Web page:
Technical Notes
Technical Abbreviations Database
TN0003: Some Thoughts about Trust
The overlooked question:
Which computer do you trust so much that you allow it to decrypt and use your most personal information? The answer to this question determines the architecture of the software you use.
Alternative One: You trust your client computer
[Because you own it or it is your regular workstation or it is your mobile phone or PDA.] In this case you can store pointers to the storage form of your cyberbody on this computer. The software installed asks for your password and retrieves your cyberbody. From then on, it acts like a browser starting helper applications that access your services with the given authorization information.
Alternative Two: You don't trust your client computer
[Because you are in an Internet cafe.] In this case you have to be paranoid. Whatever you type in might end up in your adversary's hands a few minutes later. This means that you can only use this computer to access another computer that you trust (a web server) and make this trusted computer act on your behalf. This also means that the untrusted client can only use one-time passwords for accessing the trusted server.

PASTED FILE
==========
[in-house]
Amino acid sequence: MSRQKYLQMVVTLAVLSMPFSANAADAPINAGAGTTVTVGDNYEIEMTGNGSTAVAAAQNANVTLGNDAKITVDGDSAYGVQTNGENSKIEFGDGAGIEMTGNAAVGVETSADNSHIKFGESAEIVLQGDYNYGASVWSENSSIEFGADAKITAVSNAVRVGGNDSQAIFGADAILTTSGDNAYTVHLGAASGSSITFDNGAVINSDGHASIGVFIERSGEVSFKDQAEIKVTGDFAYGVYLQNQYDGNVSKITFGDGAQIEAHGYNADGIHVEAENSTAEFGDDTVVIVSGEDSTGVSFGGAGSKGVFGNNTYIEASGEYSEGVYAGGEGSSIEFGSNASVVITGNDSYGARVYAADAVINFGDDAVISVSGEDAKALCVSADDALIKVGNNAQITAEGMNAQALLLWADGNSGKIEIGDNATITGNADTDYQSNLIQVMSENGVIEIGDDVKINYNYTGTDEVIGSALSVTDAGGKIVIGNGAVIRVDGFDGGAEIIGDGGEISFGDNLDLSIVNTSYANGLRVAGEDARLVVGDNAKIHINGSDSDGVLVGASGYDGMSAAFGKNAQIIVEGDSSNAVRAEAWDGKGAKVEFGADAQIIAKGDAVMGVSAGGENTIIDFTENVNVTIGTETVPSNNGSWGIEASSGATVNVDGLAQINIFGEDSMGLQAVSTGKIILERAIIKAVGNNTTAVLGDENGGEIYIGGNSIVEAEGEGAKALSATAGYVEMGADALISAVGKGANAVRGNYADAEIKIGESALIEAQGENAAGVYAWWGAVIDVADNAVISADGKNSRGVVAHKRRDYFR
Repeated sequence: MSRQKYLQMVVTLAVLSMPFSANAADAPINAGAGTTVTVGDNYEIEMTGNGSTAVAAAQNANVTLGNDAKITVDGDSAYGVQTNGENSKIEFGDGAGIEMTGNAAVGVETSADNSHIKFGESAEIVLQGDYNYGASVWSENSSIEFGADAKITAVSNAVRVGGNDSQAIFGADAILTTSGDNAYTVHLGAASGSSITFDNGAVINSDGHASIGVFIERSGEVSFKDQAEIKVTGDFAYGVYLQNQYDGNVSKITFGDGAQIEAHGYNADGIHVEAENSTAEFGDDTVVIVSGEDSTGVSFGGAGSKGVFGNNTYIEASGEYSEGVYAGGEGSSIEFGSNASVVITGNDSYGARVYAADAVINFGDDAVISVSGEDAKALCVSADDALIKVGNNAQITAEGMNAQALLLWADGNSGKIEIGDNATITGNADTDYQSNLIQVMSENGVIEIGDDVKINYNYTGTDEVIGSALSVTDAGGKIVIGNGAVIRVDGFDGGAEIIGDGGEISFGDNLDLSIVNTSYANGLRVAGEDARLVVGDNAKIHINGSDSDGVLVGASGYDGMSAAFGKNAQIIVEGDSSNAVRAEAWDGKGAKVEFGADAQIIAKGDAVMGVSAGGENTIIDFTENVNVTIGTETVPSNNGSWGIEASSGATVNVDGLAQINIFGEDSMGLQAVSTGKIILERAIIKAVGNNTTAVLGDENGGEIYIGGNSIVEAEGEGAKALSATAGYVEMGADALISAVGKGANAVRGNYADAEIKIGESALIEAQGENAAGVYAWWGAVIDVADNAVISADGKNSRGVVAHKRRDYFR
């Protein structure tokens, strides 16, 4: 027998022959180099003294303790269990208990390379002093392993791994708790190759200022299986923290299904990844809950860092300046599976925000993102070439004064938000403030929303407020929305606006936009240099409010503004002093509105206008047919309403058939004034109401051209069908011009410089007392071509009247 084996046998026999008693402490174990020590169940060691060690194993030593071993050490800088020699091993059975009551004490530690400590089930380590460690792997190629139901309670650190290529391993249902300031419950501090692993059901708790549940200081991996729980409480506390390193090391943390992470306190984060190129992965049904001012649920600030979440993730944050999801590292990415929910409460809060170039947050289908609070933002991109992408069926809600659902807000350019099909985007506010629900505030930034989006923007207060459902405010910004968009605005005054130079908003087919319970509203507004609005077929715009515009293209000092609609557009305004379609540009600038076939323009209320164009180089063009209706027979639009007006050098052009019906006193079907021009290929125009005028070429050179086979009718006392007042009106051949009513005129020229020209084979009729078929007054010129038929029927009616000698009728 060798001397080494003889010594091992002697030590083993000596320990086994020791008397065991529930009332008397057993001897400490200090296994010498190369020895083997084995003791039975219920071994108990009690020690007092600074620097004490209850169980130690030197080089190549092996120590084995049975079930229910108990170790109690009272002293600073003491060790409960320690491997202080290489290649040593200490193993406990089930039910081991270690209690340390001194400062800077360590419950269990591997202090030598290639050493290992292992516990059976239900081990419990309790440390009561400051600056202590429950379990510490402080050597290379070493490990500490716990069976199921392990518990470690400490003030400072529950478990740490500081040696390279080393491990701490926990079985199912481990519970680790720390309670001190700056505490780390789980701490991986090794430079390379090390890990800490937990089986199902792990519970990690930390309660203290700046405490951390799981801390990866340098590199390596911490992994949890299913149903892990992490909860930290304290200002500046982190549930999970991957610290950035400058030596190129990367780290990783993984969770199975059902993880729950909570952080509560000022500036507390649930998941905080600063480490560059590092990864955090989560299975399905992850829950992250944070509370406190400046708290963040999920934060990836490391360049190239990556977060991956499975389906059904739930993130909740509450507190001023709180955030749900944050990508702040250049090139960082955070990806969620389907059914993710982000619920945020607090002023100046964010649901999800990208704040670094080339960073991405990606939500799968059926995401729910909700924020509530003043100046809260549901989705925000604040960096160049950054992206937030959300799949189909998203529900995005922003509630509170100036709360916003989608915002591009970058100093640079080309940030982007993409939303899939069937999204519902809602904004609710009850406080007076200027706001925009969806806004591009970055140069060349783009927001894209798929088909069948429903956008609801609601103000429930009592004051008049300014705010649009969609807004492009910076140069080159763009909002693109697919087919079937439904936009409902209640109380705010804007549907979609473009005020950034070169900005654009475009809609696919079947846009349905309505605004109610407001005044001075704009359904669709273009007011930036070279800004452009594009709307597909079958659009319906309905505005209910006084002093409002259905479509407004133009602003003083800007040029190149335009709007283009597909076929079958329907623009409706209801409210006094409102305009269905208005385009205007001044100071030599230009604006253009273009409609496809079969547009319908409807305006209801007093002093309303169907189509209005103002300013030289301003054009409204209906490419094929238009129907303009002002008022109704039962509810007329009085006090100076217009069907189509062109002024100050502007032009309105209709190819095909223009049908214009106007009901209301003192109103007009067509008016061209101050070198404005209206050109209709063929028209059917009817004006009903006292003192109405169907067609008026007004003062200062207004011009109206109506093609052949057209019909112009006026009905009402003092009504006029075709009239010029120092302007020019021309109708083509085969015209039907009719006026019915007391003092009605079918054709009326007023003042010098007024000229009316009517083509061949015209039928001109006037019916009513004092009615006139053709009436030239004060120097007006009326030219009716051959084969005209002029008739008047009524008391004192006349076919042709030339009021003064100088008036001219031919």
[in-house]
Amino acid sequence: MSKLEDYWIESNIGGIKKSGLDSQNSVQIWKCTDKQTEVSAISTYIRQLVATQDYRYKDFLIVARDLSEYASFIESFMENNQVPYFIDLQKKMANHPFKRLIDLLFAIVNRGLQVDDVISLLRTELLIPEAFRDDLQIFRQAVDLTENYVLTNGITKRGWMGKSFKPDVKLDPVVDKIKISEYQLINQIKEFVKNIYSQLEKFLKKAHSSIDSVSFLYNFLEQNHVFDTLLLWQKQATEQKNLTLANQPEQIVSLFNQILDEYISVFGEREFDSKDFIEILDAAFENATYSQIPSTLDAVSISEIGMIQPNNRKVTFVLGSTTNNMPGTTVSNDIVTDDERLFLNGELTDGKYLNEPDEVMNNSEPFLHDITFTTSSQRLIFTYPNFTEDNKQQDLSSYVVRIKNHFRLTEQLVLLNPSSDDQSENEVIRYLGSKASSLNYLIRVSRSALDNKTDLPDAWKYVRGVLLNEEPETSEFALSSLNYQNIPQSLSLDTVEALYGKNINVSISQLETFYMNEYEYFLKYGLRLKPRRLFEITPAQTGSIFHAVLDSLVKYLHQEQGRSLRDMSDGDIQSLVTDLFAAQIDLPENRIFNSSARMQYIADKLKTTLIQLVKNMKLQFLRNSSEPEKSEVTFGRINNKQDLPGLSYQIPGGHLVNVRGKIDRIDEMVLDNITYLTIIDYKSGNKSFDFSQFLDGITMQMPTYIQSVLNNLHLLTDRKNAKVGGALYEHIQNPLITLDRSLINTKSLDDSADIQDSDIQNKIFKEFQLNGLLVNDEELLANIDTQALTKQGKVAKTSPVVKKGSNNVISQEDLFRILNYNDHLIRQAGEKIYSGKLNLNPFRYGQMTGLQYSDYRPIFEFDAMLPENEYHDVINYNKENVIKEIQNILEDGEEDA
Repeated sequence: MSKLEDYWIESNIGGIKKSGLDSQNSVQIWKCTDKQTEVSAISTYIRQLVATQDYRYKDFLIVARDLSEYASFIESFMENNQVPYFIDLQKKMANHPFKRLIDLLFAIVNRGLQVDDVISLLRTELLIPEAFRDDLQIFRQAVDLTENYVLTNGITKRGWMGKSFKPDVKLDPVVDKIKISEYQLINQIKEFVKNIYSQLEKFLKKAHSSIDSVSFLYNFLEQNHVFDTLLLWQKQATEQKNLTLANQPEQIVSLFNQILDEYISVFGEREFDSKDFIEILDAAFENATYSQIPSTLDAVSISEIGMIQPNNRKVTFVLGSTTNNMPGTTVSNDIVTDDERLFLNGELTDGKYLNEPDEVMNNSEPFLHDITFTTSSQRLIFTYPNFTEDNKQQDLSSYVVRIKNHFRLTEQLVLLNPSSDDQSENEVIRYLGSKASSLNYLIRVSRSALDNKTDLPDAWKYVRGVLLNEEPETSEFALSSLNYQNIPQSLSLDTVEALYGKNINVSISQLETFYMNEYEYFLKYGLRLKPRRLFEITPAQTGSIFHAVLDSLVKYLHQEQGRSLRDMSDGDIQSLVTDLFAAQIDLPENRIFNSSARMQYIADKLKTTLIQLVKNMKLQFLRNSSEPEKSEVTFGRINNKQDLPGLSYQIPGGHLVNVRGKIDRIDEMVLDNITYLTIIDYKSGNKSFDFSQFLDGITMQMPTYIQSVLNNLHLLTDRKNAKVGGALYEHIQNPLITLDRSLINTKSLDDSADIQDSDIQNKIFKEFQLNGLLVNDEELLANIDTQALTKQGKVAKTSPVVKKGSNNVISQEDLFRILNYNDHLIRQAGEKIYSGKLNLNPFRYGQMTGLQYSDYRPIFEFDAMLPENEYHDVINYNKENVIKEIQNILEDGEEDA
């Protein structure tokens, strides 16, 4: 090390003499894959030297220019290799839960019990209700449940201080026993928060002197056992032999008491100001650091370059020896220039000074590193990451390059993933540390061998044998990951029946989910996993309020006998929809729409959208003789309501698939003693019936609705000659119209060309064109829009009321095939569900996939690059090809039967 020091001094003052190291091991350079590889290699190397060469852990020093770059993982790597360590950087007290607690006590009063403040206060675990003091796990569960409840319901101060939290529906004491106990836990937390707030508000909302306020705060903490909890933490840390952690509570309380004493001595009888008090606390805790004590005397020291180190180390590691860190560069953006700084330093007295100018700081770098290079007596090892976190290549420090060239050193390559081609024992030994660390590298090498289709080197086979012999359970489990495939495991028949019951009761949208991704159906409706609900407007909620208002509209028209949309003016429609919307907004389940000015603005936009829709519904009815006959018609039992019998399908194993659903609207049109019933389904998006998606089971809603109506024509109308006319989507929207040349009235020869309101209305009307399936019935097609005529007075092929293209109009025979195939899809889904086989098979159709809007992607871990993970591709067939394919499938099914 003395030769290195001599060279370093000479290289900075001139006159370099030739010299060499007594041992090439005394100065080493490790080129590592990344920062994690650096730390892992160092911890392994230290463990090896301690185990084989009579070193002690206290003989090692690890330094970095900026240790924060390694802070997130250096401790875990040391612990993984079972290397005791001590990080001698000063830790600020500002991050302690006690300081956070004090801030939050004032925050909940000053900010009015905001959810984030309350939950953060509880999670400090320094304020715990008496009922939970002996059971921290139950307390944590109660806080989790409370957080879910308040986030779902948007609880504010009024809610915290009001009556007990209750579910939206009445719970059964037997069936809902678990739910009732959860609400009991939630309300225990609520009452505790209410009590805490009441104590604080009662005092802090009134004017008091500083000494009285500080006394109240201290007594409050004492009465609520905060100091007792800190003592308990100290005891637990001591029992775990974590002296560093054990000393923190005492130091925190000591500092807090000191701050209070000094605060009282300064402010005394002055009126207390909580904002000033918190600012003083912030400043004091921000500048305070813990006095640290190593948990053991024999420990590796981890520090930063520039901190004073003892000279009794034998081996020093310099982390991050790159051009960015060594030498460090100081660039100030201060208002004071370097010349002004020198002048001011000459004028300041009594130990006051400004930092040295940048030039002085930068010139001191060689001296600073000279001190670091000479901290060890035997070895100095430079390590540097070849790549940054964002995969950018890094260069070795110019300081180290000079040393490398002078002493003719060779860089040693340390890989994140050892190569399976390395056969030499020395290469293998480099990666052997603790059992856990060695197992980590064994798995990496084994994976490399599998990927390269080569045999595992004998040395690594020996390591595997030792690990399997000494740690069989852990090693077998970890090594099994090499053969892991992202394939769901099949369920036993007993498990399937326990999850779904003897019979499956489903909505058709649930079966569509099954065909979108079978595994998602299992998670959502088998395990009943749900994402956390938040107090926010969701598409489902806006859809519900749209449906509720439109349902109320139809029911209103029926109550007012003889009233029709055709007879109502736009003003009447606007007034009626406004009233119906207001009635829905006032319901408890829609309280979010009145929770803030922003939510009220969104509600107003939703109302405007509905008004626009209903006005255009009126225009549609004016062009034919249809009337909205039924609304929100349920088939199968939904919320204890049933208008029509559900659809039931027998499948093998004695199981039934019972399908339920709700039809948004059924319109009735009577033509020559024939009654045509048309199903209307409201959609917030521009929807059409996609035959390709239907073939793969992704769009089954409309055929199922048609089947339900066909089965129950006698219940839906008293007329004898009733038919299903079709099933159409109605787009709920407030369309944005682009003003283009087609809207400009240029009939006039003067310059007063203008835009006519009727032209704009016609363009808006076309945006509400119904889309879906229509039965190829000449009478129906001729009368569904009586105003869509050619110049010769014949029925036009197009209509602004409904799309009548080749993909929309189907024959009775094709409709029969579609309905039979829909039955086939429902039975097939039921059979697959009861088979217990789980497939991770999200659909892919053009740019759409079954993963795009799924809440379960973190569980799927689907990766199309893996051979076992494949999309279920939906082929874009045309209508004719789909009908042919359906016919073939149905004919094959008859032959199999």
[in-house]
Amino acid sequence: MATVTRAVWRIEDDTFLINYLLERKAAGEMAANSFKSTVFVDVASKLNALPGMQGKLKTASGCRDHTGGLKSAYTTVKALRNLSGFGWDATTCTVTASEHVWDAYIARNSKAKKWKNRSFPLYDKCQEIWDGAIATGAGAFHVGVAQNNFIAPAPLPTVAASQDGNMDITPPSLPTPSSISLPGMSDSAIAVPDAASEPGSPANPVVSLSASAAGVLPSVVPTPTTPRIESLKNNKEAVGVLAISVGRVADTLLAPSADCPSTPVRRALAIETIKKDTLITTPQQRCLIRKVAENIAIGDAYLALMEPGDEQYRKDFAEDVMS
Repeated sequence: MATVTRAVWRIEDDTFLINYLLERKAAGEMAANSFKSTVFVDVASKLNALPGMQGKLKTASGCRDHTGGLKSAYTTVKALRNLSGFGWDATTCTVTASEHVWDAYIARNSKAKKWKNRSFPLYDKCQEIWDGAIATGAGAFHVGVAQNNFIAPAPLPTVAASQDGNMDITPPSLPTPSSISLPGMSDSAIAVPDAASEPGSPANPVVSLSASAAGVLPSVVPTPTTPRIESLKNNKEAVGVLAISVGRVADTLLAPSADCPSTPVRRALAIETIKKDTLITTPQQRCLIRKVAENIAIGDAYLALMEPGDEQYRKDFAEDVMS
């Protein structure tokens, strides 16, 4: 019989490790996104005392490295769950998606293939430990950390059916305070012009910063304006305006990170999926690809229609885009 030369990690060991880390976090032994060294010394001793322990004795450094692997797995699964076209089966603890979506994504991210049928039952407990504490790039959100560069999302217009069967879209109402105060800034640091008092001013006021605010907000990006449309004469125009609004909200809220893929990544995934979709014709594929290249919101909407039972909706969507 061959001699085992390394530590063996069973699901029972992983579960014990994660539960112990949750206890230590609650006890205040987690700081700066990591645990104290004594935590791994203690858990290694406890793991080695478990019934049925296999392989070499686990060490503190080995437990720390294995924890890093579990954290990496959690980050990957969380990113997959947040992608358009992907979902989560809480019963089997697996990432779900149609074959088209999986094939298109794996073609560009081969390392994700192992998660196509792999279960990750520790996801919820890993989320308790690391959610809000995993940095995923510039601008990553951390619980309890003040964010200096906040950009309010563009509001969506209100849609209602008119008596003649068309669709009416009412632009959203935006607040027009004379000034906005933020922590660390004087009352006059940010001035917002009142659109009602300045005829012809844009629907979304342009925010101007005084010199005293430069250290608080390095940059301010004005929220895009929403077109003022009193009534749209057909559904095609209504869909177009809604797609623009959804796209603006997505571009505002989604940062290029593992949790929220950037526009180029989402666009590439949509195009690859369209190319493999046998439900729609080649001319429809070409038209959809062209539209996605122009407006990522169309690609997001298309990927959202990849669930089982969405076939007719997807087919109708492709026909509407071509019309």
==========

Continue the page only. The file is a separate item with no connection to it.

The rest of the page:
For Alternative One, a suitable implementation would be a Java Application presenting a user's desktop, and starting helper applications like mail reader, web browser, text editors when asked to.
For Alternative Two, a suitable implementation on the client side seems to be a web brower executing a donwloaded Java applet (downloaded from the trusted server) which would only send graphical information back and forth. The desktop logic, and the helper applications described in Alternative One would reside on the trusted server and send their screen output over the Net to the Applet running on the client.
(c) July 19, 2001 by Carsten Kuckuk, Ludwigsburg, Germany, E-Mail: ck@kuckuk.com, permission is granted to modify and distribute this document in its entirety in the spirit of the GPL license .

Document History
First Version: July 19, 2001 sent as an e-mail to the mailing list auth@dotgnu.org


If you have any questions, please send e-mail to Carsten Kuckuk at .